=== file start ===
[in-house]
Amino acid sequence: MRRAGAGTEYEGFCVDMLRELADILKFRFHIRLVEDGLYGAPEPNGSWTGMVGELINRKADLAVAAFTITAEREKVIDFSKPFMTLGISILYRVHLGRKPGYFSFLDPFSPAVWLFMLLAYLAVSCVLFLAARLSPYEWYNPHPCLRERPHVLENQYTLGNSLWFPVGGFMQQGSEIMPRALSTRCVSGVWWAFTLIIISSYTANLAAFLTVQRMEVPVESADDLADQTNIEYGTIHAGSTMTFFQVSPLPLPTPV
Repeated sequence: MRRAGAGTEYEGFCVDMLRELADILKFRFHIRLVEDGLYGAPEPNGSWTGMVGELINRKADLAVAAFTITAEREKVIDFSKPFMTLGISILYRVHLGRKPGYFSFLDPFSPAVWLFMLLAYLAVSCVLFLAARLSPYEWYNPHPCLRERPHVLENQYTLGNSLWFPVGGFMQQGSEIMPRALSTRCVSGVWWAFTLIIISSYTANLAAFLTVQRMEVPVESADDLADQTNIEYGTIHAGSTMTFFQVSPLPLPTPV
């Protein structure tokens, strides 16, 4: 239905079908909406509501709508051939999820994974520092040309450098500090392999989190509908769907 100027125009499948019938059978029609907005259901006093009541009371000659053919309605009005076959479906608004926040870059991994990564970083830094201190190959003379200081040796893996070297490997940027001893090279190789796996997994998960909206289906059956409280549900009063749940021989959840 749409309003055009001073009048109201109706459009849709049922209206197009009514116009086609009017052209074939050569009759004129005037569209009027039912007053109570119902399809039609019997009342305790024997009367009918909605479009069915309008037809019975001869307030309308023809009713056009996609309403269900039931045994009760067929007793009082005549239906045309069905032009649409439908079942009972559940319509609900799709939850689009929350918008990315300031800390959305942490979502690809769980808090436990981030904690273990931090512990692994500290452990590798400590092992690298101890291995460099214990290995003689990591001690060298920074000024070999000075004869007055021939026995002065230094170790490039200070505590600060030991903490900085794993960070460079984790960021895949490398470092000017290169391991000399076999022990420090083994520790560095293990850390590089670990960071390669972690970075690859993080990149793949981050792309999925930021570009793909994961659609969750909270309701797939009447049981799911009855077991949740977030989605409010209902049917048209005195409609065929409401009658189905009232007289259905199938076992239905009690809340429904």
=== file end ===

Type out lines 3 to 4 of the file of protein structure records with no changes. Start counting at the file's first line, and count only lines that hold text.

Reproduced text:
Repeated sequence: MRRAGAGTEYEGFCVDMLRELADILKFRFHIRLVEDGLYGAPEPNGSWTGMVGELINRKADLAVAAFTITAEREKVIDFSKPFMTLGISILYRVHLGRKPGYFSFLDPFSPAVWLFMLLAYLAVSCVLFLAARLSPYEWYNPHPCLRERPHVLENQYTLGNSLWFPVGGFMQQGSEIMPRALSTRCVSGVWWAFTLIIISSYTANLAAFLTVQRMEVPVESADDLADQTNIEYGTIHAGSTMTFFQVSPLPLPTPV
């Protein structure tokens, strides 16, 4: 239905079908909406509501709508051939999820994974520092040309450098500090392999989190509908769907 100027125009499948019938059978029609907005259901006093009541009371000659053919309605009005076959479906608004926040870059991994990564970083830094201190190959003379200081040796893996070297490997940027001893090279190789796996997994998960909206289906059956409280549900009063749940021989959840 749409309003055009001073009048109201109706459009849709049922209206197009009514116009086609009017052209074939050569009759004129005037569209009027039912007053109570119902399809039609019997009342305790024997009367009918909605479009069915309008037809019975001869307030309308023809009713056009996609309403269900039931045994009760067929007793009082005549239906045309069905032009649409439908079942009972559940319509609900799709939850689009929350918008990315300031800390959305942490979502690809769980808090436990981030904690273990931090512990692994500290452990590798400590092992690298101890291995460099214990290995003689990591001690060298920074000024070999000075004869007055021939026995002065230094170790490039200070505590600060030991903490900085794993960070460079984790960021895949490398470092000017290169391991000399076999022990420090083994520790560095293990850390590089670990960071390669972690970075690859993080990149793949981050792309999925930021570009793909994961659609969750909270309701797939009447049981799911009855077991949740977030989605409010209902049917048209005195409609065929409401009658189905009232007289259905199938076992239905009690809340429904």